The implication is that there is a direct mathematical relationship between the number of near misses occurring on a site and the likely number of major incidents, LTIs, and fatalities. At the very best, one must say this is misleading. At its worst we have to say that it is very dishonestly pedalled about. The higher up the pyramid you go, the less valid is any relationship at all.
Many safety professionals have limited qualifications in safety science itself, and are seduced into thinking there is something factual about the Bird pyramid. Even those people though, you would think, might express some surprise at the base 10 multiples being perfect?
Henrich pyramid does not predict
It was actually Walter Heinrich (Liberty Mutual Insurance) who presented the first incident pyramid in the 1930s. Heinrich is considered the “father” of the BBS approach to safety.
He came up with a pyramid that gave figures to risk exposure. No surprise, he was an insurance guy. Research over the years has shown that the makeup of the Pyramid, and even the shape of it, is unique to each organisation, despite the fact that it is not predictive.
No two companies share the same pyramid. That alone should be ringing alarm bells. Indeed, the major factor which has been shown to impact the shape of an organisational pyramid is the prevailing safety culture functioning inside the business. There’s that ‘foundation’ again.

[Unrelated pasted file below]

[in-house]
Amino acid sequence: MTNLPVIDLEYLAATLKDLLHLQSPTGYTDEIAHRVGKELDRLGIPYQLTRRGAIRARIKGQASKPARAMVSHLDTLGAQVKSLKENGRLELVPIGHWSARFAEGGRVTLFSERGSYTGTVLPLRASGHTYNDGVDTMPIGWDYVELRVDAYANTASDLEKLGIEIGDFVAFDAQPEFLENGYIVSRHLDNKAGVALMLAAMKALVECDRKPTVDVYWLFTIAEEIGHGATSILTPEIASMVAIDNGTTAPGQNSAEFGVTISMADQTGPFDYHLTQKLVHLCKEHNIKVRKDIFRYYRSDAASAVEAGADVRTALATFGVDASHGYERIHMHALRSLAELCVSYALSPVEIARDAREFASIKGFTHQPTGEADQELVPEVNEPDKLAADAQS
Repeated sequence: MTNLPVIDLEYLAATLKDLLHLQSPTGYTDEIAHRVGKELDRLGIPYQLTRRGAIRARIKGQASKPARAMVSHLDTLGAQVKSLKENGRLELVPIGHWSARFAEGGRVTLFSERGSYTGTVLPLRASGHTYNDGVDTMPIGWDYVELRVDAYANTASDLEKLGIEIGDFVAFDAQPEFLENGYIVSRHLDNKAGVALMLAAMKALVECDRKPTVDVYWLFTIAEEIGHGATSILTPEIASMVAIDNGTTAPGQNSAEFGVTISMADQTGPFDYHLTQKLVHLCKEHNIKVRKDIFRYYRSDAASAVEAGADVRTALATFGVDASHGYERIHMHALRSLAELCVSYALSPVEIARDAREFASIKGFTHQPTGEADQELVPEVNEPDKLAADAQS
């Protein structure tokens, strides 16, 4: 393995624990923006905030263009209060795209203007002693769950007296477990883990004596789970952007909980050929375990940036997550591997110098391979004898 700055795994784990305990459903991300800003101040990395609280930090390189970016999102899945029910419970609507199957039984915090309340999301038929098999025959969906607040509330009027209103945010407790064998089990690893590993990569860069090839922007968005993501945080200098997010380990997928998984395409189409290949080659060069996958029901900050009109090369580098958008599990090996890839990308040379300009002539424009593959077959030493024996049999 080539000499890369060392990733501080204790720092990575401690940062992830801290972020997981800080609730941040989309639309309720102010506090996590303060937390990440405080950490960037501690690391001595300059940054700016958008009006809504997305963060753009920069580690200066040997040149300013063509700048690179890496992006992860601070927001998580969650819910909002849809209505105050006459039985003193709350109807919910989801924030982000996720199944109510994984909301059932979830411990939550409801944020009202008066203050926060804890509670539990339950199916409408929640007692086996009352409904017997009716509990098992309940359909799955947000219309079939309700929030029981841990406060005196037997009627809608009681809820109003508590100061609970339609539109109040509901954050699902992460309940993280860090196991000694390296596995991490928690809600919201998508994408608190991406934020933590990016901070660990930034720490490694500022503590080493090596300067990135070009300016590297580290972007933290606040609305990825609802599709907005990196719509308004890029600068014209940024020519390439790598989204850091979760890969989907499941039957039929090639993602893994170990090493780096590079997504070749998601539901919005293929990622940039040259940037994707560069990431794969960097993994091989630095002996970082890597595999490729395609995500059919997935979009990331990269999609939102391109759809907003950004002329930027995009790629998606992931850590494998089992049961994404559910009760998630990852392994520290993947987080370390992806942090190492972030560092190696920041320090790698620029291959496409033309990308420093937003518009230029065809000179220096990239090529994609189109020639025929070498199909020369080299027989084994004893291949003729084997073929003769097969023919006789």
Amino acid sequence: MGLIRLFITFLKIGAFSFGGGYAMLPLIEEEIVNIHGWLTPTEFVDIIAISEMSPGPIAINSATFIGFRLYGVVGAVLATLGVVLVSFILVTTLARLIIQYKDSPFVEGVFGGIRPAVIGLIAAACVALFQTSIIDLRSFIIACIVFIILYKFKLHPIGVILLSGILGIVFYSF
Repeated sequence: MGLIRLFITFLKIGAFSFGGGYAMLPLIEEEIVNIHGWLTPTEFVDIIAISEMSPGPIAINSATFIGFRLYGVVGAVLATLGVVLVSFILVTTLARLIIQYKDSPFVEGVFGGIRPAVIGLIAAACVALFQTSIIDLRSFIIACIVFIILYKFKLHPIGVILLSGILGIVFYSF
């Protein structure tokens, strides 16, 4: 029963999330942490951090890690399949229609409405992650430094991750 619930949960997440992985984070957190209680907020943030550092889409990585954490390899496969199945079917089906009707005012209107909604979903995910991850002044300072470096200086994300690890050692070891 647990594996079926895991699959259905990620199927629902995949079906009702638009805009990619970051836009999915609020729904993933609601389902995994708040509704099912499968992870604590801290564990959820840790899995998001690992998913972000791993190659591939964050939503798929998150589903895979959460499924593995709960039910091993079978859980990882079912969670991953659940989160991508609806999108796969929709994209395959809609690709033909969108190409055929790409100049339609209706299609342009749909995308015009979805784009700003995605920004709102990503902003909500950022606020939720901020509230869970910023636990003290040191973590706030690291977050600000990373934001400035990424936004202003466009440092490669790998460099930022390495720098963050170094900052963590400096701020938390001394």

Bob Eckhardt made the comment as far back as 2003. He also suggested that the accident pyramid, like much of Heinrich’s early work, went unchallenged for so long, that it developed a sense of “fact” and “reality” around it. I agree with Bob.
Any relationship between the variables in the Pyramid is very loose. It is actually a very weak correlational relationship; for those of the readership with any background in fundamental statistics; a weak correlational relationship lacks any real “meaning” at all.
Sports inijury example
Here is an example that I often present in particular safety presentations. What is the most dangerous sport in the world? Parachuting, high speed car racing, skiing, bull riding? The correct answer is Lawn Bowls.
Yes, the pastime that Sir Francis Drake was playing when advised that the Spanish Armada had been spotted off the Elizabethan coast of England.
This is a statistical fact based upon sound correlational mathematics. In fact, the mathematical relationship with regard to the lawn bowls example is much stronger than those which exist within the Pyramid. Why is it then that we so easily see the flaw in the lawn bowls example, and can’t see it in the Pyramid? That’s a much longer journey into the world of cognitive psychology for another day.
Of course, the only reason that lawn bowls is such a “dangerous” sport is the general age demographic of those who invariably play it. So many people do die whilst playing bowls, but it is not the act of playing bowls that significantly contributes to the death. It is a wide range of other factors.
As has already been noted above, with respect to accident causation the existence of a positive resilient safety culture is of far more value than the vagaries associated with the Pyramid.